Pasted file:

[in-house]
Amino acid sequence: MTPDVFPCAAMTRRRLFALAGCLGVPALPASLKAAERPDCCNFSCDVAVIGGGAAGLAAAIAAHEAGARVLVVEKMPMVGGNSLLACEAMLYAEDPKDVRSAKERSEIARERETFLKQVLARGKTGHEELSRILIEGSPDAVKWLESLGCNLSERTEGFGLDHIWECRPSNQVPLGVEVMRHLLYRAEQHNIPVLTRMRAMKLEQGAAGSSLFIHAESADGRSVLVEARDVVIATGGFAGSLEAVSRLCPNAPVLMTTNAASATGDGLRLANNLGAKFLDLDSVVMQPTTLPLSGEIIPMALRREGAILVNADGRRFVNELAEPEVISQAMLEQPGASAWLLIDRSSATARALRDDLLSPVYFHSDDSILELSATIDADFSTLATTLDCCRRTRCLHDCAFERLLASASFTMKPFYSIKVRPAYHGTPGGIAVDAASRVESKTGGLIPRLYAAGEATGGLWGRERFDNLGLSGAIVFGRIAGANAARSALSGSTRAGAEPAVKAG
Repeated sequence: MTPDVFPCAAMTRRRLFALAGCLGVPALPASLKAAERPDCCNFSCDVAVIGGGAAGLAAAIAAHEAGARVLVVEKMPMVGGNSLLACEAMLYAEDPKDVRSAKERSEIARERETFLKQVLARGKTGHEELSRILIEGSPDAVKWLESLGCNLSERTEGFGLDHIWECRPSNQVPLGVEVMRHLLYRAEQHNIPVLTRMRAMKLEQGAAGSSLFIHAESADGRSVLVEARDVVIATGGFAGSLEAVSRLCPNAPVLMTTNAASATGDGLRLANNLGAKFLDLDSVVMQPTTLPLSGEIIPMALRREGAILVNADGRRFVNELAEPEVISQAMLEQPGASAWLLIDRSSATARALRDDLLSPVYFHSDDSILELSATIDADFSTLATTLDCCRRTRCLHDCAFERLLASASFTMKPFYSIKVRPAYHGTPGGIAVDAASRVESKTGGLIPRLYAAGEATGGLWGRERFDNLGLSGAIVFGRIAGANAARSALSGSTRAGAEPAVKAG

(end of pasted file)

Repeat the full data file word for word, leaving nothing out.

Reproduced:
[in-house]
Amino acid sequence: MTPDVFPCAAMTRRRLFALAGCLGVPALPASLKAAERPDCCNFSCDVAVIGGGAAGLAAAIAAHEAGARVLVVEKMPMVGGNSLLACEAMLYAEDPKDVRSAKERSEIARERETFLKQVLARGKTGHEELSRILIEGSPDAVKWLESLGCNLSERTEGFGLDHIWECRPSNQVPLGVEVMRHLLYRAEQHNIPVLTRMRAMKLEQGAAGSSLFIHAESADGRSVLVEARDVVIATGGFAGSLEAVSRLCPNAPVLMTTNAASATGDGLRLANNLGAKFLDLDSVVMQPTTLPLSGEIIPMALRREGAILVNADGRRFVNELAEPEVISQAMLEQPGASAWLLIDRSSATARALRDDLLSPVYFHSDDSILELSATIDADFSTLATTLDCCRRTRCLHDCAFERLLASASFTMKPFYSIKVRPAYHGTPGGIAVDAASRVESKTGGLIPRLYAAGEATGGLWGRERFDNLGLSGAIVFGRIAGANAARSALSGSTRAGAEPAVKAG
Repeated sequence: MTPDVFPCAAMTRRRLFALAGCLGVPALPASLKAAERPDCCNFSCDVAVIGGGAAGLAAAIAAHEAGARVLVVEKMPMVGGNSLLACEAMLYAEDPKDVRSAKERSEIARERETFLKQVLARGKTGHEELSRILIEGSPDAVKWLESLGCNLSERTEGFGLDHIWECRPSNQVPLGVEVMRHLLYRAEQHNIPVLTRMRAMKLEQGAAGSSLFIHAESADGRSVLVEARDVVIATGGFAGSLEAVSRLCPNAPVLMTTNAASATGDGLRLANNLGAKFLDLDSVVMQPTTLPLSGEIIPMALRREGAILVNADGRRFVNELAEPEVISQAMLEQPGASAWLLIDRSSATARALRDDLLSPVYFHSDDSILELSATIDADFSTLATTLDCCRRTRCLHDCAFERLLASASFTMKPFYSIKVRPAYHGTPGGIAVDAASRVESKTGGLIPRLYAAGEATGGLWGRERFDNLGLSGAIVFGRIAGANAARSALSGSTRAGAEPAVKAG